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Allow me, Horst.

Horst is an American Brown Ale and differs significantly from its English ancestors. The first ales were brewed in Great Britain in the 18th century and were characterized by their strong, dark color. As British beer tastes changed around the 1850s, stouts, porters and brown ales experienced a lull. People generally preferred the lighter versions. It was the age of pale ales.

It wasn't until the 1920s that another turning point came: the Newcastle Brewery brought brown ale out of obscurity and initiated a renaissance of the once popular beer style. In order to produce a contemporary product, the recipe of the southern English London Brown Ale was combined with that of the brown ale common in the north. In contrast to northern brown ale, London brown ale is more caramel, has lower alcohol content and is darker and less tart. The beer from the north, on the other hand, is nuttier, drier and lighter. The Newcastle Brewery combined the best components of both beers and the new brown ale was born, finding fans far beyond the island's borders. The hype spread to America. Here, however, they put their own stamp on the English classic. Texan homebrewers have taken the popular English brown ale as a model and developed their very own beer from it. Their version, the American Brown Ale, is maltier, more alcoholic and much hoppier.

Tasting note from our beer sommelier Marco Liebig:

The beer style originated in Great Britain around the 1700s, when stouts and porters were popular, they were more commonly referred to as brown ale.

Around 1850, British tastes changed and pale ales emerged and became the beer of choice.

The Newcastle Brewery then, so to speak, “reinvented” the brown ale around the 1927 and actually merged 2 beer styles together. The southern English London brown ale, which was caramelier, less hoppy, darker and less alcoholic, and the northern brown ale, which was nuttier instead of caramelly, drier and lighter.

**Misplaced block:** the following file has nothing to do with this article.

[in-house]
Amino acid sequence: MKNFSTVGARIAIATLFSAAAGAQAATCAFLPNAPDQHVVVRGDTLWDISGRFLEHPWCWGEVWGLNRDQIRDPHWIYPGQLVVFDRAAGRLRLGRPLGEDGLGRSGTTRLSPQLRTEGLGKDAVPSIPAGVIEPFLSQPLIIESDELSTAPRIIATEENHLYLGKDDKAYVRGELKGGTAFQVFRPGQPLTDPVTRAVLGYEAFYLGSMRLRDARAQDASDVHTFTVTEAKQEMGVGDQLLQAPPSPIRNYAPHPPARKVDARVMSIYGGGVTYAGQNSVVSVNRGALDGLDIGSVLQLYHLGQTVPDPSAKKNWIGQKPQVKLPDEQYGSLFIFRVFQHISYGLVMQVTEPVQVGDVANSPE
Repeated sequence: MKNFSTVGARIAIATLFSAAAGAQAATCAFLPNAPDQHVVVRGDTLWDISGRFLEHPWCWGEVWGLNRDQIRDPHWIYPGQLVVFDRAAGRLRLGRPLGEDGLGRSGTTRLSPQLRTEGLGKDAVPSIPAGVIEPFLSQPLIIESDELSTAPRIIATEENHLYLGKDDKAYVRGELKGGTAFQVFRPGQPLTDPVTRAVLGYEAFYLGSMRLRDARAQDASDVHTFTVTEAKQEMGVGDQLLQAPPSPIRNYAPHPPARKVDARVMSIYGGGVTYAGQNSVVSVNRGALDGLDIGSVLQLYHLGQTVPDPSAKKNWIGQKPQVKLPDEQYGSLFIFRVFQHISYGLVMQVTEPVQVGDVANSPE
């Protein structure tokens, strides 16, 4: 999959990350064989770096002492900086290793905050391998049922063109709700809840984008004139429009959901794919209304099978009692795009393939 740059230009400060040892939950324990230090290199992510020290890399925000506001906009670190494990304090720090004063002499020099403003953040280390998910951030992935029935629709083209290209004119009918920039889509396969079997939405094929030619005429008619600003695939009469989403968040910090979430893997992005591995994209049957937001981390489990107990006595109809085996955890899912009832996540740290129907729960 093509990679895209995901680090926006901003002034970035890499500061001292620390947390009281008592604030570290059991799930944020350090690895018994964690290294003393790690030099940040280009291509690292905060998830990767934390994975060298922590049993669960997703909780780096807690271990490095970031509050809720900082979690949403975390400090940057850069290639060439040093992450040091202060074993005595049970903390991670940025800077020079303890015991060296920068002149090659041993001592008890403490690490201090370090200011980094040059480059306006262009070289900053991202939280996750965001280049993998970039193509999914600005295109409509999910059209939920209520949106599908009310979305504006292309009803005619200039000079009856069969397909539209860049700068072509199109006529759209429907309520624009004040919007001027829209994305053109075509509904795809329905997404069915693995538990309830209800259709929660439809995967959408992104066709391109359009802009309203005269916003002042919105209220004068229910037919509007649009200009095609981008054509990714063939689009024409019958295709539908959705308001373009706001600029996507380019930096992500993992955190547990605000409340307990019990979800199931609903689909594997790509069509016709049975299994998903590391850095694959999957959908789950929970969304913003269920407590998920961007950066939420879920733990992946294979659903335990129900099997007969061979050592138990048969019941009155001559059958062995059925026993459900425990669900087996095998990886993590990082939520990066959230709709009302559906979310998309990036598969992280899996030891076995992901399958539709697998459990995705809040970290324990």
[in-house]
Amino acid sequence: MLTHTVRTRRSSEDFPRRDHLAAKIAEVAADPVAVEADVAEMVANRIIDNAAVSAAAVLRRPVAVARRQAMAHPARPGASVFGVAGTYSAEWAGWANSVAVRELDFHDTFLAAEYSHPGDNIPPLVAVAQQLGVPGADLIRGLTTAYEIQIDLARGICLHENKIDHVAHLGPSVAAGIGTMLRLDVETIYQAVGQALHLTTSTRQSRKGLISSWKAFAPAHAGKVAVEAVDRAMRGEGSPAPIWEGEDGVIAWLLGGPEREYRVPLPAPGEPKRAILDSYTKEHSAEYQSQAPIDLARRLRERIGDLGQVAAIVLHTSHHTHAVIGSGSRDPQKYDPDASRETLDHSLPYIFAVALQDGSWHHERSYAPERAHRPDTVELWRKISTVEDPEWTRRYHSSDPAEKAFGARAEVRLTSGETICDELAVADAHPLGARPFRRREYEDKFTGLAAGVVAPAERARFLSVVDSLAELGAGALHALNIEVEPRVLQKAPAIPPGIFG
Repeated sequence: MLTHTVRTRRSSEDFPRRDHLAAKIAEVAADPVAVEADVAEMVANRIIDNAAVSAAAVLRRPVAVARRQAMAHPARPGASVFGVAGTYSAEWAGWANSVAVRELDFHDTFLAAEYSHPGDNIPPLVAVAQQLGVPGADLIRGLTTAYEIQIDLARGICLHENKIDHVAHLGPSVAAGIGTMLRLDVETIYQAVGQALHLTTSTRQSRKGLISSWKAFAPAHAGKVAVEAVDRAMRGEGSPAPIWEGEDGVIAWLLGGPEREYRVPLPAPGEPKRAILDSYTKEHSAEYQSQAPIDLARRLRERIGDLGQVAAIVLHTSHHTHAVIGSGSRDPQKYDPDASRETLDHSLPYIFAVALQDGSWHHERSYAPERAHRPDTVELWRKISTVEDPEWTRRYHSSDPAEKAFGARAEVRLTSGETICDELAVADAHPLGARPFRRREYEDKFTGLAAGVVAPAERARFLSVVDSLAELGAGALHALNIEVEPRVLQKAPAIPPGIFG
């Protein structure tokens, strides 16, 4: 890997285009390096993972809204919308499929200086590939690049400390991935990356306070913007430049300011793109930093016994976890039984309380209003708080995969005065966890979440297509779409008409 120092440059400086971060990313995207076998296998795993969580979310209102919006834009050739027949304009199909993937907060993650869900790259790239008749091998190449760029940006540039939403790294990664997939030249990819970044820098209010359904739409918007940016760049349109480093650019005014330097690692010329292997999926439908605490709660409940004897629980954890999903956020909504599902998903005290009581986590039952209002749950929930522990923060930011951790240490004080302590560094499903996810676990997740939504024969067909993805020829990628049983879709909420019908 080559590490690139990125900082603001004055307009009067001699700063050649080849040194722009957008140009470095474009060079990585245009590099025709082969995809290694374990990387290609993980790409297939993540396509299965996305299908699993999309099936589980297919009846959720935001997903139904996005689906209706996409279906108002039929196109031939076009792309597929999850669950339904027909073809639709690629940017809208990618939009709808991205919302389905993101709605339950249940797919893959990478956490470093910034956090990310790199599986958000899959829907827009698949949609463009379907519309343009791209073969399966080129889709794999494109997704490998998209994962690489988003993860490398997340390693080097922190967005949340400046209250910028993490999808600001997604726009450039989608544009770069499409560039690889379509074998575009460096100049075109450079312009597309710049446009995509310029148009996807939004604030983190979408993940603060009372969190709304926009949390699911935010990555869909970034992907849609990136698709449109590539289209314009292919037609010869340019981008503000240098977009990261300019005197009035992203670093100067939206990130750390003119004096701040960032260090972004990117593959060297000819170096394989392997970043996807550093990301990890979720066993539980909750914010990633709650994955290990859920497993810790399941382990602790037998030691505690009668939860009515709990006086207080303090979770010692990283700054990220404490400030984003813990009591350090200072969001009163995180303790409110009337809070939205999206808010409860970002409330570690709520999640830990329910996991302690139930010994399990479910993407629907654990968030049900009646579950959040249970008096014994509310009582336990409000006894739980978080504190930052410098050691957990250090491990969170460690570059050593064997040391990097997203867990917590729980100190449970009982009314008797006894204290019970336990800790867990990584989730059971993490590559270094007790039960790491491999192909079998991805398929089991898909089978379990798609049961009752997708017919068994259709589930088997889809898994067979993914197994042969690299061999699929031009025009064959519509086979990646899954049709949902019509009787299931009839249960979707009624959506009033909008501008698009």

Texan home brewers then brewed the first brown ale in America. They used English brown ales as a template. However, today's brown ale from America doesn't really have anything to do with the original. It is maltier, much stronger in alcohol content and heavily hopped.

After pouring, we are greeted in the glass with a naturally cloudy and brown beer with copper-colored reflections and a fine-pored foam.

Grapefruit juice, filter coffee, grapefruit and melon are noticeable on the nose.

The initial taste is juicy with sweet grapefruit and medium tartness, accompanied by caramel and a little coffee.

In the finish, grapefruit with the peel remains a lingering and pleasant bitterness, as well as subtle roasted bitterness and malty notes.

Our conclusion:

A rare beer style brewed by hand to the highest standards! Strongly malty with enough roasted malt bitterness, plus a fantastically aromatic hop profile. Anyone who likes dark beers with hints of coffee, a malty, caramel character and a pronounced hop aroma will love this beer.

Food recommendation:

A classic BBQ! Dark meat, lamb sausages, spicy marinade, dark sauces, medieval Gouda to finish.

0,33 Liter Bottle

Braukollektiv Freiburg Braukollektiv Freiburg
Bierothek® ID
0.33kg(0.51kg with packaging)
€ 0,08
Responsible food business operator (EU)
Braukollektiv KG, Runszstr. 50, 79102
Freiburg im Breisgau Deutschland(DE)
Beer region
Beer style
Food recommendation
Starter: Light Ales: Fresh Salad / Dark Ales: Lentil Soup
Main course: Light Ales: Fried Fish / Dark Ales: Game Dishes
Dessert: Light Ales: Fruit Muffins / Dark Ales: Chocolate Cake
Alcohol content
6.2 % vol
Original wort
16 ° Plato

Water, barley malt, wheat malt, hops, yeast


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